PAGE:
Editorial: Truitt -- standing with school kids or politicians?
Posted April 2, 2021 5:00 a.m. EDT
Updated April 5, 2021 9:28 p.m. EDT
CBC Editorial: Friday, April 2, 2021; Editorial #8655
The following is the opinion of Capitol Broadcasting Company.
In her first opportunity since becoming state Superintendent of Public Instruction Catherine Truitt missed the mark.
She chose to take a partisan side-seat with the leadership of the General Assembly instead of standing up for the children of North Carolina and the State Constitution.
Truitt, earlier this week, stood beside state Senate leader Phil Berger to me-too his “Excellent Public Schools Act of 2021.”
It is legislation that was introduced and passed the state Senate in three days and is most reflective of the all too familiar secretive, slap-dash, rushed approach to dealing with critical issues that clearly command a more thorough approach. Those the state serves, taxpayers, their dependents and children, deserve to know that the laws being passed are based on three days of courser consideration in the Senate.
The reality is that there is a far more comprehensive, well-thought out, approach to meeting the state education needs that Truitt has been all too silent about but should be at the forefront of her education agenda.
She should be in the forefront – out ahead – in pushing the legislature to adopt the comprehensive plan that has been developed by bringing together the various parties in the Leandro court case in to meet the State Constitutional right to give every child access to a quality education.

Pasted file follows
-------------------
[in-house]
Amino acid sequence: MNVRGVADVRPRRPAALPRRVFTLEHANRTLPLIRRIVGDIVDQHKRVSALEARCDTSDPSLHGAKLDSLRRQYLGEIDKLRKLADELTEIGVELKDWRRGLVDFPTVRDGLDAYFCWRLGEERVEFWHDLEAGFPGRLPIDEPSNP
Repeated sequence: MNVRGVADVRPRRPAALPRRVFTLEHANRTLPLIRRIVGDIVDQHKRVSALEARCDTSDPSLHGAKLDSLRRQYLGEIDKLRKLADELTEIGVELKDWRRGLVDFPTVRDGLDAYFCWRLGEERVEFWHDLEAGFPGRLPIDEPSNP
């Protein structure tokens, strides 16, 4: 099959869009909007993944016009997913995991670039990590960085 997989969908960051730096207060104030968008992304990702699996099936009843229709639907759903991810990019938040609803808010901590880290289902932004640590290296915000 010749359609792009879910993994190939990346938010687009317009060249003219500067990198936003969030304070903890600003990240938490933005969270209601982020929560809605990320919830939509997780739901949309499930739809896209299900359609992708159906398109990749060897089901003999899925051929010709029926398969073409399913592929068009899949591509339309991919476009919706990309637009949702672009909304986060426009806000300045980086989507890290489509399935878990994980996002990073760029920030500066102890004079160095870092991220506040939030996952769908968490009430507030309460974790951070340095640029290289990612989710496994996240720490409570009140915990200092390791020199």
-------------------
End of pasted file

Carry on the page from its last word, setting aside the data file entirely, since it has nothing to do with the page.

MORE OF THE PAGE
There’s nothing secret about the Leandro plan. It was put together through a court order and overseen by Superior Court Judge David Lee. It has had a very significant public airing, subject to review by the defendants including the State Board of Education and the plaintiffs – the students who have been denied access to a quality education and the several local school boards.
The public knows the details of the reports and plans – they are a matter of public record as a part of the court’s proceedings. It represents a consensus and workable approach. The court has provided the legislature with the cost of its plan (really, it is a court order) -- about $427 million for the first year of the eight-year plan.
Truitt, former classroom teacher and career educator, should as much as anyone see the obvious wisdom and workability of the Leandro plan. She should be, and needs to be, its biggest promoter.
Instead, she is promoting a reading program that does not appear to be the result of a focused, transparent and through examination of reading instruction in North Carolina’s schools. There’s no indication of any effort to gather information about what works and what doesn’t in the state’s classrooms. There’s been no testimonials from those who know most about it – the state’s classroom teachers, reading instructors and other educators – about just what needs to be done.
Before Berger’s legislation goes through the state House of Representatives and on to the governor, there is a much-needed detour. Legislators should demand to know, in detail, the origins of Senate Bill 387 – who was consulted, how it was drafted and what research went into its drafting. Further, legislators and the public need to hear from educators, reading experts and others, about best-practices when it comes to teaching reading and to what degree the Senate’s plan meets, or misses, them.
More significantly they should strip the content of the bill, it is a favorite tactic of legislative leaders in recent years, and replace it with the Leandro plan. That is one that will REALLY move education forward.
If Catherine Truitt seeks to be seen as the state’s education leader, the route isn’t via reflexive partisan fealty.
Stand and deliver a quality of education for EVERY child. Show loyalty to the State Constitution. Push for enactment of the Leandro roadmap. Bring first-class schools into every corner of the state.
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